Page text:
Punk rock is a loaded term these days. It's evolved (and devolved) and changed meaning enough times over the years to render it virtually meaningless in 2009. The story goes — and it's mentioned in this book — that Detroit rock critic Dave Marsh first used the term in 1971 to describe fellow Michiganders Question Mark & the Mysterians. But there was a period, pre-CBGB and Johnny Rotten, when the term "street punk" wasn't just applied to the garage rock Nuggets "punk" bands of the '60s but also to musical artists as diverse as Lou Reed, Bruce Springsteen and Phil Lynott. Over time, however, it became little more than a young person's fashion statement, and when one considered that Sha Na Na came only a decade after the era it was lampooning, the idea of rich suburban kids in purple Mohawks and safety pins became all that more absurd.

One of the problems of exploring the classic mid-to-late '70s heyday of punk — as Nicholas Rombes, an English professor at the University of Detroit Mercy, attempts to do in this very entertaining book — is that there were conflicting attitudes between the respective scenes in America and England. Particularly in New York, American punk was an intellectual, more cerebral movement or revolution; one needs look no further than Patti Smith or Television for proof (even the Ramones and Dead Boys were too brilliantly stoopid to actually be dumb). In Britain, however, it was a more political and social revolution, born out of a collapsed economy and a bunch of working-class kids staring into a void that Johnny Rotten labeled "No future." Rombes' book tries to bridge those two attitudes (along with trips to L.A., Cleveland and a few other locales) via his unorthodox "dictionary," which he describes as a series of investigations into the "raw materials of punk."

You've surely got to respect any punk scholar whose "raw materials" include such brilliant (and occasionally outlandish) touchstones as Truffaut's The 400 Blows, Philip Glass, Marlon Brando, Spiro Agnew, John Fante's Ask the Dust, the Captain and Tennille, Alice Cooper, William Gibson, Lester Bangs (lots of Lester Bangs) and Herman's Hermits. There are three separate listings for the word "Blank" before the reader even gets to a listing for Richard Hell's "Blank Generation." Elsewhere, there's even an entry for "Down-and-out During the Punk Era, the fun of being."

Often, an entry will be for an album or song title rather than for the band or artist that recorded them, using the work of art as a jumping-off point for thoughts on Gang of Four, the Jam and others. Some entries take the form of short stories; there's one based around Suicide's "Frankie Teardrop." Joey Ramone gets a 10-page treatment, before several more Ramones items (including an entry for "the first line from each song on the first three Ramones albums"). And Patti Smith gets an eight-page story, simply titled "Patti" ("She called herself Patti Smith but who could know for sure?" it begins) — this in addition to a separate entry for Horses (Rombes obviously digs Patti) — although it's left to the reader to determine if it's fantasy or fact (especially since, elsewhere, he uses the literary device of transforming himself into a character he calls Ephram B. Noble, who appears at various points in the book).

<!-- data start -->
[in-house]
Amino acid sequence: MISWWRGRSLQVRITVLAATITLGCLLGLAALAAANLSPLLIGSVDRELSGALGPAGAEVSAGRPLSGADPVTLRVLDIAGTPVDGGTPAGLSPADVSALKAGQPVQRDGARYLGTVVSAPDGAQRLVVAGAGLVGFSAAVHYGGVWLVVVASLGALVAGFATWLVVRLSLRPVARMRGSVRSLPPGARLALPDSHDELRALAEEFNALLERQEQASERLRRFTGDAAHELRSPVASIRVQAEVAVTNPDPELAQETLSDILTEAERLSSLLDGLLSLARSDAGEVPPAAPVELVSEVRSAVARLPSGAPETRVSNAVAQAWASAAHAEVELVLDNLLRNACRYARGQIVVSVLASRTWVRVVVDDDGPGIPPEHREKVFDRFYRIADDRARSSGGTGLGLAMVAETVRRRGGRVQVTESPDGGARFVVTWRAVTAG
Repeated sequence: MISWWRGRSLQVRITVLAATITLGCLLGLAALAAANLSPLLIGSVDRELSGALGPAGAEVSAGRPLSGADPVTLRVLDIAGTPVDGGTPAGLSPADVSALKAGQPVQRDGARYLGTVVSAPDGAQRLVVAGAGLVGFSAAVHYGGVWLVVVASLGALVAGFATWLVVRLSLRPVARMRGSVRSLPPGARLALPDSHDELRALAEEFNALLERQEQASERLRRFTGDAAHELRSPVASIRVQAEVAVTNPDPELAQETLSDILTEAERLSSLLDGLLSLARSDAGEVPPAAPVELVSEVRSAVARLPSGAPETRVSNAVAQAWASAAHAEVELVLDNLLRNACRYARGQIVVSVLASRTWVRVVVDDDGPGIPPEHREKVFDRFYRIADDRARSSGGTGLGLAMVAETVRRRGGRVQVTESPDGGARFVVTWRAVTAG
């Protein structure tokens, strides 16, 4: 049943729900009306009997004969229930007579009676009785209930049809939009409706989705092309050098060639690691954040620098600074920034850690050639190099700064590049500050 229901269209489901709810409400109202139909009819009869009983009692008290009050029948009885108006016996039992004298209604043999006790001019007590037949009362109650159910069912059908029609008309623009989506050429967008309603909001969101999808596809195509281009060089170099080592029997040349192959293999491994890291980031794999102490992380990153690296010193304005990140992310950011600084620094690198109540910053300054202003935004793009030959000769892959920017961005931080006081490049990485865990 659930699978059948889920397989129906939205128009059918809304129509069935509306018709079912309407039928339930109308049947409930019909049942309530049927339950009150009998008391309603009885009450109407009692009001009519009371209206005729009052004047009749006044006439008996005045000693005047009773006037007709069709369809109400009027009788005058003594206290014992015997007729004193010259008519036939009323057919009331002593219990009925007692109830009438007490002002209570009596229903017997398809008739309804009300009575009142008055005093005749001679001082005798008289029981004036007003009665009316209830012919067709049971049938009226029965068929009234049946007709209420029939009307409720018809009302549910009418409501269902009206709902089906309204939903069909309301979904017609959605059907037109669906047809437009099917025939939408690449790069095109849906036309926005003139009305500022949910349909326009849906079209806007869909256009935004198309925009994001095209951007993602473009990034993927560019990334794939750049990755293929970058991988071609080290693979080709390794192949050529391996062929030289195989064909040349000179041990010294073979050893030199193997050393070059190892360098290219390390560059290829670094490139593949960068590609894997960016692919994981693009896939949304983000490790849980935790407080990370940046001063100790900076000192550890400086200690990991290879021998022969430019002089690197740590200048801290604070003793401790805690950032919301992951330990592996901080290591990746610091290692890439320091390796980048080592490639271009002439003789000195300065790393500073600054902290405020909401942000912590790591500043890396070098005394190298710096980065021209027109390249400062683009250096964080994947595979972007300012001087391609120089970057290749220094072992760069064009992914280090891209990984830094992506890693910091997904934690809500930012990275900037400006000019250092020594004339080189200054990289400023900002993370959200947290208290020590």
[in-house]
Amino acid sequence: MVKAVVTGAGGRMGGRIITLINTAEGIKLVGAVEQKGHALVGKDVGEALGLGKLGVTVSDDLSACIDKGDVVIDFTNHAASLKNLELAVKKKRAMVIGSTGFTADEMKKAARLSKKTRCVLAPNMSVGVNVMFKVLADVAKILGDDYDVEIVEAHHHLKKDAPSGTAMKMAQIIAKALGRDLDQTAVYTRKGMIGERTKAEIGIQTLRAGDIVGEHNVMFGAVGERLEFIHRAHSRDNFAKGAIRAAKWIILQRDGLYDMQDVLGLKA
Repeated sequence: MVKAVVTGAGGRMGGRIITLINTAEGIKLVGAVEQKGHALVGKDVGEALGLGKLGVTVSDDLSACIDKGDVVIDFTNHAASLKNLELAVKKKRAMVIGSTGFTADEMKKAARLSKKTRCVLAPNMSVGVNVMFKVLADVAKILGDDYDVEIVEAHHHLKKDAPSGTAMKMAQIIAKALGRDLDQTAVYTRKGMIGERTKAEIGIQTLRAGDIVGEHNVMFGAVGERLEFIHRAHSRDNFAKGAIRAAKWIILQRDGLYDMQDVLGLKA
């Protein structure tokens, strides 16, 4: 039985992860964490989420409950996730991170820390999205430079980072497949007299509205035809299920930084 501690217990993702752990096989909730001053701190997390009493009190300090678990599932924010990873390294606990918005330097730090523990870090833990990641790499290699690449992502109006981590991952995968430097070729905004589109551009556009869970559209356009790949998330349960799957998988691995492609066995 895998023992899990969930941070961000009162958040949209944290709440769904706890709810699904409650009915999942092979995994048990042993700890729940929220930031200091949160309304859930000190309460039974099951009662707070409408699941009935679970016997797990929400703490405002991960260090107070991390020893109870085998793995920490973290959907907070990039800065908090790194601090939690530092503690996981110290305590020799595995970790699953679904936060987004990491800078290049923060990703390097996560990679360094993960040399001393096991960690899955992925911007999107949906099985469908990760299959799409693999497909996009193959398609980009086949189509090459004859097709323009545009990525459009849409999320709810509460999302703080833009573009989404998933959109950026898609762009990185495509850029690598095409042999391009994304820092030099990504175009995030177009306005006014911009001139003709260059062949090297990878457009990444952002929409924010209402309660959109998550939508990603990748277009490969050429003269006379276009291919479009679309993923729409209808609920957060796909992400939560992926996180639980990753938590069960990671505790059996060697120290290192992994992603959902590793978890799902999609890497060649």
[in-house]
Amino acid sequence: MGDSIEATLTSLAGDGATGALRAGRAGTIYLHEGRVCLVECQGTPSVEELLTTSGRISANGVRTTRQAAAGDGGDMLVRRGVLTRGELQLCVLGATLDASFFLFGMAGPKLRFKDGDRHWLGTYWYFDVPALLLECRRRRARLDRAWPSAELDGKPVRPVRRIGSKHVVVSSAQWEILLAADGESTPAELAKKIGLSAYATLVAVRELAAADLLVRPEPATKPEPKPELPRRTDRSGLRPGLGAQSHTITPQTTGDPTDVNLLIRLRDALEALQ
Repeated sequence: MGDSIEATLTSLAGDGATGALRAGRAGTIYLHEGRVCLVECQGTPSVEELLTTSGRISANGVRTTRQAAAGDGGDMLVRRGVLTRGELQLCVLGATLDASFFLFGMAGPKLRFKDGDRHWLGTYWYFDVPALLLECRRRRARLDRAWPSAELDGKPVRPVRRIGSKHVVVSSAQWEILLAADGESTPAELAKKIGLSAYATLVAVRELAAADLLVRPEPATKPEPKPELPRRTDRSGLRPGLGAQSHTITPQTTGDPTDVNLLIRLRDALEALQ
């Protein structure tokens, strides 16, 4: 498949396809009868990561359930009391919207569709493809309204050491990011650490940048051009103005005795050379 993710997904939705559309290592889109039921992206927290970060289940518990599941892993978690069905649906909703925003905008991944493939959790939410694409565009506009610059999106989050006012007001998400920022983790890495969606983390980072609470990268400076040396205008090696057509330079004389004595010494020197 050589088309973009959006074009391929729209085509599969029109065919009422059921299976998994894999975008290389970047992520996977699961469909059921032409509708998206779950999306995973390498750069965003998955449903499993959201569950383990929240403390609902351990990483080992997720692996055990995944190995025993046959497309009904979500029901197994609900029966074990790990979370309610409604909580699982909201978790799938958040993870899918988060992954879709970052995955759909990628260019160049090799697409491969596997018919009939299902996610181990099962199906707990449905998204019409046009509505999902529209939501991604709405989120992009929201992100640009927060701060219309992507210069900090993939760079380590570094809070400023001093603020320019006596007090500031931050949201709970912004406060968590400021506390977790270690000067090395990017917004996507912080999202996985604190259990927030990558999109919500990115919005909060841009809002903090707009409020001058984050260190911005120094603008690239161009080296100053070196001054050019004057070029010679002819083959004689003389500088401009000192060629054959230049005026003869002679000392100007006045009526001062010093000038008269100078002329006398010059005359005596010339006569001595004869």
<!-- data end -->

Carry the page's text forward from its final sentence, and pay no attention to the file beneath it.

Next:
There will be quibbles. Rombes appears to be trying to never state the obvious — no mention that Johnny Rotten sang an Alice Cooper song to audition for the Sex Pistols in the Cooper entry; no mention that the Pistols' last performance was at a Bill Graham venue, during which Graham was horrified, in the Graham entry; no mention that Elvis Costello covered the Damned's "Neat, Neat, Neat" (perhaps in punk solidarity) in the entry for that song. Some readers may question whether the Germs were really ever that good. And some aficionados may question what happened to the listings for, say, William Burroughs or James Dean or Elvis Presley in a book with such intellectual leanings and historical detail. But then, the purpose of most such books is also to instigate debate, and much like Michael Gray's Bob Dylan Encyclopedia a few years ago, it will certainly do that.

But it should also be great fun for fans of things like Punk and CREEM magazine, as well as the music, attitude and thought of that fantastic era. Rombes only includes one post-1982 landmark in his book — not the Replacements, not California hardcore, not Green Day, but an entry for "Nirvana (1986-'94)," which begins by asking if Cobain and crew "were so good, why did they become so popular?" That's the kind of food for thought the book delivers throughout many of its 320 pages.

Bill Holdship is the music editor of Metro Times Send comments to [email protected].

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